MADISON, Wis. – Lawmakers are targeting Lyme disease with a new bill designed to set out how doctors should diagnose and treat the tick-borne illness.
Wisconsin is one of 14 states in the country facing a significant number of Lyme cases, with nearly 3,000 estimated cases in the state in 2014. The disease causes fever, fatigue and other debilitating symptoms, and is transmitted by deer ticks.
Those who’ve had experience with the disease, including the lawmakers behind the bill, say it nearly always creates a medical nightmare because the science on when to diagnose and how to treat Lyme disease is unclear.
A bill proposed by Rep. Melissa Sargent, D-Madison, and Rep. Dave Craig, R-Big Bend, would say the state’s Medical Examining Board would have to create best practices for both the diagnosis and treatment of Lyme disease.
“What we’re asking for is that medical professionals come together as a board and put up some parameters and make an understanding of what health care professionals can and should be doing,” Sargent said.
Rob Tanner of Madison said he’s been dealing with chronic Lyme disease for six years after seeing four Madison doctors, getting a diagnosis in Fond du Lac, and now making two trips a year to New York to see a doctor who specializes in the disease.
“The reality is I never would have even known I had Lyme if I’d had trusted my doctors here or certainly ever been treated with these more cutting edge treatments,” Tanner said.
Tanner believes the problem is in the education of doctors, and lack of agreement on when and how to diagnose Lyme disease. Treatments are also controversial, as some believe extensive treatment with antibiotics can be helpful but others say it isn’t proven.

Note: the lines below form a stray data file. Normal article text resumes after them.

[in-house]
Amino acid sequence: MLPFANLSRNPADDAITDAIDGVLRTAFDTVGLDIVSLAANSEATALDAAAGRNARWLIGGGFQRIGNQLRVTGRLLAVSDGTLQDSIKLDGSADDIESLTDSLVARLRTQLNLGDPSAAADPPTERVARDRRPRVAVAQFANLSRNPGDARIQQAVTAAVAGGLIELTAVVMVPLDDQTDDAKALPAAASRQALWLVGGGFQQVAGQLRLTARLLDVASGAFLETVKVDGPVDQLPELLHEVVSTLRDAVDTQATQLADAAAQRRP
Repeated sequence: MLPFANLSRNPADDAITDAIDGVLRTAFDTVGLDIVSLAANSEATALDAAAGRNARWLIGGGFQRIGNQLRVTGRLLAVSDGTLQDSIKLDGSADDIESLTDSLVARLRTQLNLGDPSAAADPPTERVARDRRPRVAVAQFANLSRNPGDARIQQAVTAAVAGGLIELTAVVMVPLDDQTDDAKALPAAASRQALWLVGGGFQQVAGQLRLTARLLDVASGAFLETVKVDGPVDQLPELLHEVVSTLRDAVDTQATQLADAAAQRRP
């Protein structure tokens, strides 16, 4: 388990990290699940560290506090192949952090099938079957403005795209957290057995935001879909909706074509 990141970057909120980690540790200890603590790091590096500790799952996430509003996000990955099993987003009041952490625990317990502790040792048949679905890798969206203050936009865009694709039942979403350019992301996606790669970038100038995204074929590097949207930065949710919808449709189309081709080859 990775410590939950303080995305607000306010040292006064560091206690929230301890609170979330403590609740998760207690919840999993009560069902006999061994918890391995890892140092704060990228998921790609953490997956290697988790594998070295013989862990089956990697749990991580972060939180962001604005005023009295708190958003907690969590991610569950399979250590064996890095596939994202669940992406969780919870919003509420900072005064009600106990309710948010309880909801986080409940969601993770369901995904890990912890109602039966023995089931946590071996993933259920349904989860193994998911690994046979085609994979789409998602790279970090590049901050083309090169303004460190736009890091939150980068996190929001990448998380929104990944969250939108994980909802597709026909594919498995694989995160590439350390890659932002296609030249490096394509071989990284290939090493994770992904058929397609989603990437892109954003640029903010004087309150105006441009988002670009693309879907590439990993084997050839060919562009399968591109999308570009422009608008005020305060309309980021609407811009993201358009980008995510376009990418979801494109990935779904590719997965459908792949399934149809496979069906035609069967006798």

“Doctors need the capability to be able to do that without being threatened with being sanctioned for treatments that are not officially Infectious Disease Society of America approved,” Tanner said. “There’s a whole political problem along with a testing problem and an education problem and when you combine them all it is not good to be a Lyme patient.”
Craig, who said a close friend and constituent has Lyme disease, said that’s why he believes there should be standards set for what doctors are able to pursue.
“Let’s have an honest conversation about what our constituents are experiencing and then also draw out the fact that the medical examining board should draw out practices for what physicians should be doing in our state and give some clear guidance,” Craig said.
But the Wisconsin Medical Society, which represents the state’s doctors, said the Medical Examining Board’s job is to investigate complaints, not put medical treatment policy in law.
“The society has long advised against establishing medical practices in state statutes or administrative code,” Medical Director Donn Dexter, MD, said. “Doing so ignores the constant progress of science in the practice of medicine and therefore any new law or code provision would quickly become stale.”
Tanner acknowledges the science can be murky.
“We are in a time where a doctor who isn’t really on one side of this debate or another can legitimately look at the science and say it’s not clear,” Tanner said. “But I don’t think science that is not clear is an excuse to stick with doing nothing.”
Craig said the bill could get a hearing in an Assembly committee as soon as next week.